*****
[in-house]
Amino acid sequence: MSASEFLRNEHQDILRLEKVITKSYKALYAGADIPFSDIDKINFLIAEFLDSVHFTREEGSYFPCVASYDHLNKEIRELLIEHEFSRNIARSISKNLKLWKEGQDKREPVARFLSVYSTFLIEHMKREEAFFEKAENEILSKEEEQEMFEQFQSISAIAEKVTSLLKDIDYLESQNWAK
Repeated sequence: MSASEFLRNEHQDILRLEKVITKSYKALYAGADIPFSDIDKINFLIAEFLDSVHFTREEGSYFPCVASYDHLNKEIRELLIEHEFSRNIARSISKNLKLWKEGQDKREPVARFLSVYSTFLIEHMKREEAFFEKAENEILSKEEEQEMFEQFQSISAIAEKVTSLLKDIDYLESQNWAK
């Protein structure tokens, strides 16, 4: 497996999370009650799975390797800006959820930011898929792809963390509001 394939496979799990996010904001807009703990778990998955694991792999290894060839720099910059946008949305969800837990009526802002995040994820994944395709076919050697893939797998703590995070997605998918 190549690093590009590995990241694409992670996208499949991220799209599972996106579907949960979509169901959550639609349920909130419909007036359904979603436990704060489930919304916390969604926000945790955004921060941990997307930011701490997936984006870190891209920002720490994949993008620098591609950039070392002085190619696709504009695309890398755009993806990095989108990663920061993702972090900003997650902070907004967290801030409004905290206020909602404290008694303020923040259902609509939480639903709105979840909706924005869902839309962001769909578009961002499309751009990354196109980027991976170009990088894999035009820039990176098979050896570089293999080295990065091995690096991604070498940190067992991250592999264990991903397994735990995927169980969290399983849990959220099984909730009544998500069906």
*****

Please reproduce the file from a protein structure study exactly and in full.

[in-house]
Amino acid sequence: MSASEFLRNEHQDILRLEKVITKSYKALYAGADIPFSDIDKINFLIAEFLDSVHFTREEGSYFPCVASYDHLNKEIRELLIEHEFSRNIARSISKNLKLWKEGQDKREPVARFLSVYSTFLIEHMKREEAFFEKAENEILSKEEEQEMFEQFQSISAIAEKVTSLLKDIDYLESQNWAK
Repeated sequence: MSASEFLRNEHQDILRLEKVITKSYKALYAGADIPFSDIDKINFLIAEFLDSVHFTREEGSYFPCVASYDHLNKEIRELLIEHEFSRNIARSISKNLKLWKEGQDKREPVARFLSVYSTFLIEHMKREEAFFEKAENEILSKEEEQEMFEQFQSISAIAEKVTSLLKDIDYLESQNWAK
């Protein structure tokens, strides 16, 4: 497996999370009650799975390797800006959820930011898929792809963390509001 394939496979799990996010904001807009703990778990998955694991792999290894060839720099910059946008949305969800837990009526802002995040994820994944395709076919050697893939797998703590995070997605998918 190549690093590009590995990241694409992670996208499949991220799209599972996106579907949960979509169901959550639609349920909130419909007036359904979603436990704060489930919304916390969604926000945790955004921060941990997307930011701490997936984006870190891209920002720490994949993008620098591609950039070392002085190619696709504009695309890398755009993806990095989108990663920061993702972090900003997650902070907004967290801030409004905290206020909602404290008694303020923040259902609509939480639903709105979840909706924005869902839309962001769909578009961002499309751009990354196109980027991976170009990088894999035009820039990176098979050896570089293999080295990065091995690096991604070498940190067992991250592999264990991903397994735990995927169980969290399983849990959220099984909730009544998500069906």